Wednesday, April 27, 2016
This is the second part of the words matter message. Words are a part of how we are perceived. Making some small changes in word selection may make big changes in your impact, and therefore, your results, including the following:
Friday, April 15, 2016
"A fellow doesn't last long on what he has done. He has to keep on delivering."
~ Mark Twain
Carl Owen Hubbell, nicknamed "The Meal Ticket" and "King Carl", was an American baseball player. He was a member of the New York Giants in the National League from 1928 to 1943.
(1903 - 1988)
Very few of us are comfortable delivering difficult news. And, even fewer of us want to be good at it! Still, there is difficult news to be delivered at times, and handling that well...directly and delicately, is what is best for everyone involved.
When you are the one in the position of knowing about difficult news, it can be tempting to avoid it, ignore it, or hope someone else informs others. Or, alternatively, our "fight or flight" instincts may lead us to blurt the news, or broadcast it in a way that "gets it off our chest", so to speak.
Instead of either of those approaches, please consider the following to deliver difficult news in an appropriate, timely, compassionate way:
1) Remember, the news is difficult for you because it will be difficult for the person receiving the news. This is really about the other person first, and you second. While you absolutely matter, getting out of your way, and putting the other person front and center in your thoughts and words will work best.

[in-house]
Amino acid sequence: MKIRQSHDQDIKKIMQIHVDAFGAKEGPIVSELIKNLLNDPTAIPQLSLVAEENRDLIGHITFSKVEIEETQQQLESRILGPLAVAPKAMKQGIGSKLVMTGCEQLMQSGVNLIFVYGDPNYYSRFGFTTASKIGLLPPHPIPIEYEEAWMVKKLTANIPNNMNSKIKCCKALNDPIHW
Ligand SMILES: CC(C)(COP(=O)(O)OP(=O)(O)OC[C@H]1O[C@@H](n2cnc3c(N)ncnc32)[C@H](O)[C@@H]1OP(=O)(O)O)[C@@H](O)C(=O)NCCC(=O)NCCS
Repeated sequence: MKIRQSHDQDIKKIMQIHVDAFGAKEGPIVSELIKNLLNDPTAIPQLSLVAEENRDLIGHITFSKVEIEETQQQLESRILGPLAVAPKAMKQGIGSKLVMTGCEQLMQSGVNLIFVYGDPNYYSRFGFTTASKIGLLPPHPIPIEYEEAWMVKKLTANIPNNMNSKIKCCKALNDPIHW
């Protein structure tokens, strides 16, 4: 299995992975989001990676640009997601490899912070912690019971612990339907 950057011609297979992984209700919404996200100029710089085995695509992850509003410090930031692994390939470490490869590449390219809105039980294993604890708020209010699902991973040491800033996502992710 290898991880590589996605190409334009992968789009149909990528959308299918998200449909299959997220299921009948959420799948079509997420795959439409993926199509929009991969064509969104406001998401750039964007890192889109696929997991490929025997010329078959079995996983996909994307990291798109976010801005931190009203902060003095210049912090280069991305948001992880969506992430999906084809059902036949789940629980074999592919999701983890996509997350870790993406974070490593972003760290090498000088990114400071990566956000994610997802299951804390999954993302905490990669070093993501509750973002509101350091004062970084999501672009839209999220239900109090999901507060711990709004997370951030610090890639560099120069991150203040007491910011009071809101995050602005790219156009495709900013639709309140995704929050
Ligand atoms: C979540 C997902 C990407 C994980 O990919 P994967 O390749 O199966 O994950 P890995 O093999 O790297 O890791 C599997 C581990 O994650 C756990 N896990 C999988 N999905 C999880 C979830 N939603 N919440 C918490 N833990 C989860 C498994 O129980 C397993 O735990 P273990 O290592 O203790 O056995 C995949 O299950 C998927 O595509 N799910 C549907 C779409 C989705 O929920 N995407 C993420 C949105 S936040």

2) Having shared that, even though it is about that other person or people, it is okay for you to feel down, concerned, or uncomfortable!
3) Schedule time, in private, when possible, rather than blindside the person/people. When something unexpected happens, and you cannot schedule private time, minimally move to a private area.
4) When beginning, use the person's name, say something that states it may be difficult to hear, that it is important, and that you care about the person.
5) State things factually.
6) Ask if what you shared was clear.
7) Offer a change of topic and/or exit.
Bringing it together, it would play out similarly to this:
"Todd, what I am about to say my be difficult to hear, and it is still important it is shared. Please know I appreciate you, so I am going to be direct with you. Your performance on the board has not met expectations. You and I discussed this at the New Year. You had an opportunity to make improvements, and they have, unfortunately, not happened . Surely you want to be successful. I believe your intent is to contribute. Since neither is happening in this situation, wouldn't you agree that it is best you step down?" After a response, thank him for his professionalism, if he agrees, and let him know he is relieved from the role, should he not agree. Either way, thank him for his time and interest, and then stand up to exit the conversation.
Things like this are not anything to look forward to delivering, and yet, if it is a break-up, a death in the family, a hygiene situation, inappropriate behavior, poor work performance, or other things to address, directness and delicacy is imperative to leaving yourself and the other person/people feeling as good as possible in the midst of what is occurring.